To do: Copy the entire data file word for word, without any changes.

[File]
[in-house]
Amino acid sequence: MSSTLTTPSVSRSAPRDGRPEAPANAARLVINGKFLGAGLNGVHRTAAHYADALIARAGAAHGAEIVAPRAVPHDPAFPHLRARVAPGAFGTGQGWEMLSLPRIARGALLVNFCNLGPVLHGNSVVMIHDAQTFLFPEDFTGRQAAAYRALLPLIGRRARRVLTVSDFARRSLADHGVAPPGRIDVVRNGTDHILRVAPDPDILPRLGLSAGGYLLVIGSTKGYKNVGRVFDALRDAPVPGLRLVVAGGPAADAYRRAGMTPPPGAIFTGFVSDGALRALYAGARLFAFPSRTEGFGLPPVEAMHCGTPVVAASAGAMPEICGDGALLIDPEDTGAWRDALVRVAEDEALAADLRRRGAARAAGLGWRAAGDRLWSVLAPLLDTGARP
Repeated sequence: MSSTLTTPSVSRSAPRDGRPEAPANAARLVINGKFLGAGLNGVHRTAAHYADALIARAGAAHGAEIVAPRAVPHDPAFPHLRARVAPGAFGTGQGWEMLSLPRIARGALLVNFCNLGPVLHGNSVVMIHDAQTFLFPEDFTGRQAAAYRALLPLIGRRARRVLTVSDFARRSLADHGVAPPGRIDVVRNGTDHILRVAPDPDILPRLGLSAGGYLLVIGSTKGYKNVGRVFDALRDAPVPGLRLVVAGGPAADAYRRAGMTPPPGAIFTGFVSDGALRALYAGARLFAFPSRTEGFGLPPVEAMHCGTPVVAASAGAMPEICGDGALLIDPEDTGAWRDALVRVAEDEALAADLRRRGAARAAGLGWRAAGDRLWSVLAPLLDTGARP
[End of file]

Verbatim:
[in-house]
Amino acid sequence: MSSTLTTPSVSRSAPRDGRPEAPANAARLVINGKFLGAGLNGVHRTAAHYADALIARAGAAHGAEIVAPRAVPHDPAFPHLRARVAPGAFGTGQGWEMLSLPRIARGALLVNFCNLGPVLHGNSVVMIHDAQTFLFPEDFTGRQAAAYRALLPLIGRRARRVLTVSDFARRSLADHGVAPPGRIDVVRNGTDHILRVAPDPDILPRLGLSAGGYLLVIGSTKGYKNVGRVFDALRDAPVPGLRLVVAGGPAADAYRRAGMTPPPGAIFTGFVSDGALRALYAGARLFAFPSRTEGFGLPPVEAMHCGTPVVAASAGAMPEICGDGALLIDPEDTGAWRDALVRVAEDEALAADLRRRGAARAAGLGWRAAGDRLWSVLAPLLDTGARP
Repeated sequence: MSSTLTTPSVSRSAPRDGRPEAPANAARLVINGKFLGAGLNGVHRTAAHYADALIARAGAAHGAEIVAPRAVPHDPAFPHLRARVAPGAFGTGQGWEMLSLPRIARGALLVNFCNLGPVLHGNSVVMIHDAQTFLFPEDFTGRQAAAYRALLPLIGRRARRVLTVSDFARRSLADHGVAPPGRIDVVRNGTDHILRVAPDPDILPRLGLSAGGYLLVIGSTKGYKNVGRVFDALRDAPVPGLRLVVAGGPAADAYRRAGMTPPPGAIFTGFVSDGALRALYAGARLFAFPSRTEGFGLPPVEAMHCGTPVVAASAGAMPEICGDGALLIDPEDTGAWRDALVRVAEDEALAADLRRRGAARAAGLGWRAAGDRLWSVLAPLLDTGARP